Illinois authorities are investigating the death of a baby girl for a possible link to tainted infant formula. Batches of powdered Enfamil Newborn formula were pulled from store shelves of at least five national retailers, including Wal-Mart, after the death of a 10-day-old boy who developed a rare infection caused by a bacteria sometimes found in dried milk and powdered formula. Another baby was also sickened by the bacteria, but survived.
Preliminary tests do not show the baby girl’s death is linked to the bacterial infection; however, the Madison County (Ill.) Coroner’s office says it is ordering more lab tests before he rules out the possibility.
The bacteria, known as Cronobacter, can cause conditions such as neonatal bacteraemia, meningitis and necrotizing entercolitis, and can be deadly especially for newborns and infants.
The formula fell under suspicion after 10-day-old Avery Cornett of Lebanon, Missouri, died on Dec. 18, after becoming ill a few days earlier. Tests indicate he died of infection caused by bacteria known as Cronobacter sakazakii. The bacteria can be found in dried milk and powdered formula, although it also may occur naturally in plants such as wheat and rice.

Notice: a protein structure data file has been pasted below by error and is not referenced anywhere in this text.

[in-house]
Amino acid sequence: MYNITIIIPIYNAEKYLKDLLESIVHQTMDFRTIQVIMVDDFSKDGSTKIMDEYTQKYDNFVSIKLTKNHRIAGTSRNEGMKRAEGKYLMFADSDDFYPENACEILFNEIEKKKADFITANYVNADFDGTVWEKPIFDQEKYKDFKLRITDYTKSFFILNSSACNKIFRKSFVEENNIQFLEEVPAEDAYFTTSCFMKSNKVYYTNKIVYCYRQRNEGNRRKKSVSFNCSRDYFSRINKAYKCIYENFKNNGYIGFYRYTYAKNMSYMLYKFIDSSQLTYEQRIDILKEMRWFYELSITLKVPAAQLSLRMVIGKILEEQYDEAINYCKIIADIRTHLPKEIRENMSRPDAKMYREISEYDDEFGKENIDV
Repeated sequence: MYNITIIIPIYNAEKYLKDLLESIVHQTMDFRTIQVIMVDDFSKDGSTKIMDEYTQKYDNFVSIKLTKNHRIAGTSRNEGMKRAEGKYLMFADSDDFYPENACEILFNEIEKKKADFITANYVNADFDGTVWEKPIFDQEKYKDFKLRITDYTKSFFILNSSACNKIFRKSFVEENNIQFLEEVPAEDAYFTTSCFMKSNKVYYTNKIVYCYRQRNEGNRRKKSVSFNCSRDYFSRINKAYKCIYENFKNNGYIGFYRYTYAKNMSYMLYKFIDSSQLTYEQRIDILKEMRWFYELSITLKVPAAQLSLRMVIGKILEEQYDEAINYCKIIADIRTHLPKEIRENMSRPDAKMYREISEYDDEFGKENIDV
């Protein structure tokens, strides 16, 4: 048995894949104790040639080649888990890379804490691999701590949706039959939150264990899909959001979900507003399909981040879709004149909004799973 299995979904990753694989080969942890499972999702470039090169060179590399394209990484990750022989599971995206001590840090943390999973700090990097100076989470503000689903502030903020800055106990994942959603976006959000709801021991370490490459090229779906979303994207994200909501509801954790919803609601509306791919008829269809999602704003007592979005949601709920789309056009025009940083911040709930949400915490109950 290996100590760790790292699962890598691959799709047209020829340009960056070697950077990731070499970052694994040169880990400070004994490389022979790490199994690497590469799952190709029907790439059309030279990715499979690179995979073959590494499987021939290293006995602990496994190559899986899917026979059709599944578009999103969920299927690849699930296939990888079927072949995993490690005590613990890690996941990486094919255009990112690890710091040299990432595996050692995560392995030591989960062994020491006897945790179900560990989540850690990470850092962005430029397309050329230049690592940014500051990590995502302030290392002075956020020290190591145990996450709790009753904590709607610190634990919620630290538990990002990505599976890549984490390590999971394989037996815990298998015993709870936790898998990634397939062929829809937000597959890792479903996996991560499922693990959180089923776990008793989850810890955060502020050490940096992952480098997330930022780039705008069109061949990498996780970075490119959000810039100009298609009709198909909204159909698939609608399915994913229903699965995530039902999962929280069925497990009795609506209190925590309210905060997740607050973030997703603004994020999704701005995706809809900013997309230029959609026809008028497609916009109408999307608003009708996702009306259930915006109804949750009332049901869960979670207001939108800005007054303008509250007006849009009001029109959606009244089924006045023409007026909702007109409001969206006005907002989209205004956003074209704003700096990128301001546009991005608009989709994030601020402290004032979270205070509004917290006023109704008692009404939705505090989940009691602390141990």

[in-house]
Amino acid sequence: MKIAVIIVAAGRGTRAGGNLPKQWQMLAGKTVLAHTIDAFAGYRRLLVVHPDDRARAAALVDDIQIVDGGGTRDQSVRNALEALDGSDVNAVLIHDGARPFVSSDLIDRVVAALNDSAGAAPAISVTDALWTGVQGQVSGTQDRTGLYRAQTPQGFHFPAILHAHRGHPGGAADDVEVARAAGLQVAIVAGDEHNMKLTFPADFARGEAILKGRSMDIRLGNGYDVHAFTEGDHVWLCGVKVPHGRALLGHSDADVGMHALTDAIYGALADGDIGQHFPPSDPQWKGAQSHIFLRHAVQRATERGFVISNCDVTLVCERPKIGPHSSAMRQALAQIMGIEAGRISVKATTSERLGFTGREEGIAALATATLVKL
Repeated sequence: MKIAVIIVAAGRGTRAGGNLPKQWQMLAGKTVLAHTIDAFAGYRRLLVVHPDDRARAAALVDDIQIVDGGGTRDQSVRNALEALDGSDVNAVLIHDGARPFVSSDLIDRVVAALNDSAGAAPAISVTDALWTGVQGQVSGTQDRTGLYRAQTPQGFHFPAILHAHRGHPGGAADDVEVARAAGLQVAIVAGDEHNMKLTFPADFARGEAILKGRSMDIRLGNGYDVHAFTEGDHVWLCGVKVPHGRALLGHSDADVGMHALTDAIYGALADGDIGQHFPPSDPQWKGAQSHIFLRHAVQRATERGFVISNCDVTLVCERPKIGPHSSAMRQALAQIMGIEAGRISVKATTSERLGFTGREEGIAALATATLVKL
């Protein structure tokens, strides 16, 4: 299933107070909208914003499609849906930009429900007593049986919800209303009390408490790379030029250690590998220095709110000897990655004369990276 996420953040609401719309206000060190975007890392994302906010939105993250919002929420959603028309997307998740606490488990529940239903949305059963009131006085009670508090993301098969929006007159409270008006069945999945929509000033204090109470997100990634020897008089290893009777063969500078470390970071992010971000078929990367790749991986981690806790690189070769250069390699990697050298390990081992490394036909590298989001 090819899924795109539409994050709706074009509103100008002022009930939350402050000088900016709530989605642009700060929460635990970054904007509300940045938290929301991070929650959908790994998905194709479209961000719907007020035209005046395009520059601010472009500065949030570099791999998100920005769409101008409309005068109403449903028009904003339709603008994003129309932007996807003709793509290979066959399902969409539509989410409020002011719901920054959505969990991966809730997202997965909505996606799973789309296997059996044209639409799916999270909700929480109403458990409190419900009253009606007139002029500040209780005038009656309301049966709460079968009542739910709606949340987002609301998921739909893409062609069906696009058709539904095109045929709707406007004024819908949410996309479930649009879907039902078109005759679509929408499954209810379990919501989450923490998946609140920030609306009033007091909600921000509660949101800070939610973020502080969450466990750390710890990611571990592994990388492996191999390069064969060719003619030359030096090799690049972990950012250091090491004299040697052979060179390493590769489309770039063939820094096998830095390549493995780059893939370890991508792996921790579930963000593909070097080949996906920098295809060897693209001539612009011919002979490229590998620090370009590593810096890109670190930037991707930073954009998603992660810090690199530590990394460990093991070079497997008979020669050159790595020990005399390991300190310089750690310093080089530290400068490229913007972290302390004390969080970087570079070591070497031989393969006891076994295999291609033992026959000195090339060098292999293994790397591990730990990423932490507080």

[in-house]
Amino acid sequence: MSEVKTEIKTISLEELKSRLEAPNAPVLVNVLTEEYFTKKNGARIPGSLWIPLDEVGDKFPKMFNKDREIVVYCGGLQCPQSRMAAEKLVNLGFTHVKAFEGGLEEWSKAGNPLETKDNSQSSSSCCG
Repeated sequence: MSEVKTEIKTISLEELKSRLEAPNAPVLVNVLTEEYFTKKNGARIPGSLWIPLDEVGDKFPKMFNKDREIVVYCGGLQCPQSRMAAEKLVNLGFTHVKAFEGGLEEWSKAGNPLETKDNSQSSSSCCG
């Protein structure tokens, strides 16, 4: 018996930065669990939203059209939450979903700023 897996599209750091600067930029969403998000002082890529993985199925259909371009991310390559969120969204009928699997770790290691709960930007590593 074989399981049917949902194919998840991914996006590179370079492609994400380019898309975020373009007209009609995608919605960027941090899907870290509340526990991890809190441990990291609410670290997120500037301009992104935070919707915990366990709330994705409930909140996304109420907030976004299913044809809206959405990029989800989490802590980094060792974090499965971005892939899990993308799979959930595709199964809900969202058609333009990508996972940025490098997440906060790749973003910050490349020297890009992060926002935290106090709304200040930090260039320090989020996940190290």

Mead Johnson Nutrition, makers of the withdrawn formula product, says it has tested the infant formula in question and found no presence of bacteria. The Food and Drug Administration (FDA) and the Centers for Disease Control and Prevention are testing similar batches of the baby formula but have not indicated when they would finish their review.
Despite initial tests showing formula testing negative for the bacteria, other retailers followed Wal-Mart’s lead and withdrew the suspected product out of an “abundance of caution,” according to a statement released by SuperValu store on Friday. The product also was removed by Walgreen Co., Kroger Co., and Safeway. The withdrawn product is 12.5-ounce cans of Enfamil Newborn with the lot number ZP1K7G.
Mead Johnson says it has received no other “serious” complaints about the batches of formula. The company’s Enfa brands, which include Enfamil, make up 79 percent of the company’s $3.14 billion in 2010 sales and were the world’s leading brand franchise in pediatric nutrition based on retail sales.